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Quantum weirdness could soon invade the living world, if a scheme to give a flu virus a strange double life comes off. The method might work on more complex life forms too. In quantum theory, a single object can be doing two different things at once. This is called "superposition". It might be possible with a small life form, according to Oriol Romero-Isart of the Max Planck Institute for Quantum Optics in Garching, Germany, and his colleagues. They chose the flu virus because it can survive in a vacuum – solving the problem of pesky air molecules.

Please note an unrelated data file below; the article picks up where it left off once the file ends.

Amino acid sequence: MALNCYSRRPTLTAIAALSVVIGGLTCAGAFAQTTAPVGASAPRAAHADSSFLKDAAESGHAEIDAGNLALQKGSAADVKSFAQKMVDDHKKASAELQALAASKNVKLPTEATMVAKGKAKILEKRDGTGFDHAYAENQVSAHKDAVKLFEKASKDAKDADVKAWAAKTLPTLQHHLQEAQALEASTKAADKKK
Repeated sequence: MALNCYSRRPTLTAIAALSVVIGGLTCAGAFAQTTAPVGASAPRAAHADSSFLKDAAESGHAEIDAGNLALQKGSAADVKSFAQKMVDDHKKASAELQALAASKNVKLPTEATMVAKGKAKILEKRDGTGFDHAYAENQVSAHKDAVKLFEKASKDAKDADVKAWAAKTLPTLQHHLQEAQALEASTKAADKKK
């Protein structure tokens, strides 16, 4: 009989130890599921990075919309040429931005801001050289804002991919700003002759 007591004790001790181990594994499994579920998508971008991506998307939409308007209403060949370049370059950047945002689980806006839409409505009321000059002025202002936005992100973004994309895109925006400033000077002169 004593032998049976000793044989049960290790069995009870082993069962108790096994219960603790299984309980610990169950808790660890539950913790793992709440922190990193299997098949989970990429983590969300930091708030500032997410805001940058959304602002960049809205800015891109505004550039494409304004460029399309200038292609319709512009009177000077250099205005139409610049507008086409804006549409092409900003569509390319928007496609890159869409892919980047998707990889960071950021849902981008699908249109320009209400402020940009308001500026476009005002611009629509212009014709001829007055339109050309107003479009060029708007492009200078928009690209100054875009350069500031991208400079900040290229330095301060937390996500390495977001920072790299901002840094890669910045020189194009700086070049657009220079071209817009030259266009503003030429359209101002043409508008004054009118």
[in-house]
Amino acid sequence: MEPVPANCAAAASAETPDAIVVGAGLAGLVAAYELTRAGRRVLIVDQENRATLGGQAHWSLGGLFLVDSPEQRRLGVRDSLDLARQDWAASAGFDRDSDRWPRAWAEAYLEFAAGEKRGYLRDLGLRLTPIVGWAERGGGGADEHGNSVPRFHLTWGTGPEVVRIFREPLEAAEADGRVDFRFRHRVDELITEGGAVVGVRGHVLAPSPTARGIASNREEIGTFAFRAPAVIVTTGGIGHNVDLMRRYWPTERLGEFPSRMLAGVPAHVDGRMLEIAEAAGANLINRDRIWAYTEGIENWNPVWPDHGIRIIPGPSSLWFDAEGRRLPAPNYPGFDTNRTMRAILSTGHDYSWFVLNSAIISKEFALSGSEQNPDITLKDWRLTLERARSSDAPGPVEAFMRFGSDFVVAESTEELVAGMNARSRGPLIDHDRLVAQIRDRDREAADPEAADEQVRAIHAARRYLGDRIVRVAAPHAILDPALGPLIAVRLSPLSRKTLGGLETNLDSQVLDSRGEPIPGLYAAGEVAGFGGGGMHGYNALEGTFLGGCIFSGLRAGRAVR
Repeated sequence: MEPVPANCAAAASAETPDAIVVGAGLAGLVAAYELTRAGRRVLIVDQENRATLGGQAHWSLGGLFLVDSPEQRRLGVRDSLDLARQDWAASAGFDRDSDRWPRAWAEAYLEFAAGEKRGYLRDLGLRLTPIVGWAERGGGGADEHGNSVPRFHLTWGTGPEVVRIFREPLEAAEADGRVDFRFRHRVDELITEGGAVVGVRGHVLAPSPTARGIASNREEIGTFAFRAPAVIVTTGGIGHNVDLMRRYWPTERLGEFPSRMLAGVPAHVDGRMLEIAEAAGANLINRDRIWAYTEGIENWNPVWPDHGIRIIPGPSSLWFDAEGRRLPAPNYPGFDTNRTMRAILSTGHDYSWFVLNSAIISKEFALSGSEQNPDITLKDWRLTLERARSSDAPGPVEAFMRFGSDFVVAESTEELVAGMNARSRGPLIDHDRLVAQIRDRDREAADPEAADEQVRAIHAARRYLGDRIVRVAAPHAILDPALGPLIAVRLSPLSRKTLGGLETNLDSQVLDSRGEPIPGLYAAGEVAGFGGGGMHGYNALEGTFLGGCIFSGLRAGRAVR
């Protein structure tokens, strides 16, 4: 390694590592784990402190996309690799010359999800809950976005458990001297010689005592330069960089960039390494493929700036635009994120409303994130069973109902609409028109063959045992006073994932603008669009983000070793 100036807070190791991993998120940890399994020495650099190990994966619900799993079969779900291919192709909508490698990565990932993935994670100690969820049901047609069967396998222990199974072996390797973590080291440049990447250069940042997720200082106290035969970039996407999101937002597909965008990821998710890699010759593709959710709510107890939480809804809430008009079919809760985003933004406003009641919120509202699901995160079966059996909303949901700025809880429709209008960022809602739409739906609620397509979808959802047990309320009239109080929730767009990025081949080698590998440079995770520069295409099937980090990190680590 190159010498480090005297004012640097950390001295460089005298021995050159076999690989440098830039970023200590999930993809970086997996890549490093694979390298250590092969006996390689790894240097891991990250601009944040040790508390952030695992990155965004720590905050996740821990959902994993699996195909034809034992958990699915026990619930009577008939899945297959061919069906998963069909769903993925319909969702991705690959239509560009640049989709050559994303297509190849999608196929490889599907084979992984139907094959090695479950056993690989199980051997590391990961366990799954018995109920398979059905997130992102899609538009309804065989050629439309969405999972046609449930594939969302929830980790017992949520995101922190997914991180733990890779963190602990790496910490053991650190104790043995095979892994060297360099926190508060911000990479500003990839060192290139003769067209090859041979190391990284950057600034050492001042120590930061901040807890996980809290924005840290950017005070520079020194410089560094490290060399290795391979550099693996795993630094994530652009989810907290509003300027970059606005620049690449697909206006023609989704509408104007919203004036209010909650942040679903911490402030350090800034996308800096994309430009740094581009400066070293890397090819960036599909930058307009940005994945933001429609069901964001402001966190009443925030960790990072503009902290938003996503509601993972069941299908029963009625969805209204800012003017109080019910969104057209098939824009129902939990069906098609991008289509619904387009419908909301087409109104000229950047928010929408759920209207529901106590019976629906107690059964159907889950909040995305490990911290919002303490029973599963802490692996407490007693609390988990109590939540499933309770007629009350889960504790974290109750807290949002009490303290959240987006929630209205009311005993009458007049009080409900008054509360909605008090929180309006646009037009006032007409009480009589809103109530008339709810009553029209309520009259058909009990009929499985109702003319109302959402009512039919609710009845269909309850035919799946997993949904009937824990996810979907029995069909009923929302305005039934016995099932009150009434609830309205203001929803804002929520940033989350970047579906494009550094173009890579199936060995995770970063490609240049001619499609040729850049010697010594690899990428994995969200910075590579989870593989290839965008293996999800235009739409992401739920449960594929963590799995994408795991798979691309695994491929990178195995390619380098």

Their scheme would use two laser beams, whose light exerts a gentle force on matter. Where the two beams cross they form an "optical cavity" holding the virus in place.
By adjusting the frequency of the beams, the laser photons can be made to absorb the vibration energy of the trapped virus until it is slowed to its lowest possible energy state. In this "ground state" the virus is ready to go into a superposition.